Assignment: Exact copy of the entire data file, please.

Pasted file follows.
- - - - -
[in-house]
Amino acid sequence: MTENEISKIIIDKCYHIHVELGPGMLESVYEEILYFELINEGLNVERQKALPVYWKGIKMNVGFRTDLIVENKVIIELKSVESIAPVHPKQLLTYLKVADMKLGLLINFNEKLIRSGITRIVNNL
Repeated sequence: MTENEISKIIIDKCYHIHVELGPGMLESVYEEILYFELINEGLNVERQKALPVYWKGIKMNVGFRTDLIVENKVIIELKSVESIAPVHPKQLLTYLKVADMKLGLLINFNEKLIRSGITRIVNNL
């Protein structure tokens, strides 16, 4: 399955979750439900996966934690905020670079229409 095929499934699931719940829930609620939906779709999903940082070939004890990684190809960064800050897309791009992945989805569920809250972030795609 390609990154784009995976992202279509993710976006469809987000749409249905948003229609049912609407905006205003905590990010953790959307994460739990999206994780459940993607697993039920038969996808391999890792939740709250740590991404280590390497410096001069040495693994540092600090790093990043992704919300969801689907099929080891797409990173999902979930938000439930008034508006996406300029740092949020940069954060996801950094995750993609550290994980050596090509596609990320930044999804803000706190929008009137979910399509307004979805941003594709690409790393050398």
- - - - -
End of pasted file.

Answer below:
[in-house]
Amino acid sequence: MTENEISKIIIDKCYHIHVELGPGMLESVYEEILYFELINEGLNVERQKALPVYWKGIKMNVGFRTDLIVENKVIIELKSVESIAPVHPKQLLTYLKVADMKLGLLINFNEKLIRSGITRIVNNL
Repeated sequence: MTENEISKIIIDKCYHIHVELGPGMLESVYEEILYFELINEGLNVERQKALPVYWKGIKMNVGFRTDLIVENKVIIELKSVESIAPVHPKQLLTYLKVADMKLGLLINFNEKLIRSGITRIVNNL
């Protein structure tokens, strides 16, 4: 399955979750439900996966934690905020670079229409 095929499934699931719940829930609620939906779709999903940082070939004890990684190809960064800050897309791009992945989805569920809250972030795609 390609990154784009995976992202279509993710976006469809987000749409249905948003229609049912609407905006205003905590990010953790959307994460739990999206994780459940993607697993039920038969996808391999890792939740709250740590991404280590390497410096001069040495693994540092600090790093990043992704919300969801689907099929080891797409990173999902979930938000439930008034508006996406300029740092949020940069954060996801950094995750993609550290994980050596090509596609990320930044999804803000706190929008009137979910399509307004979805941003594709690409790393050398």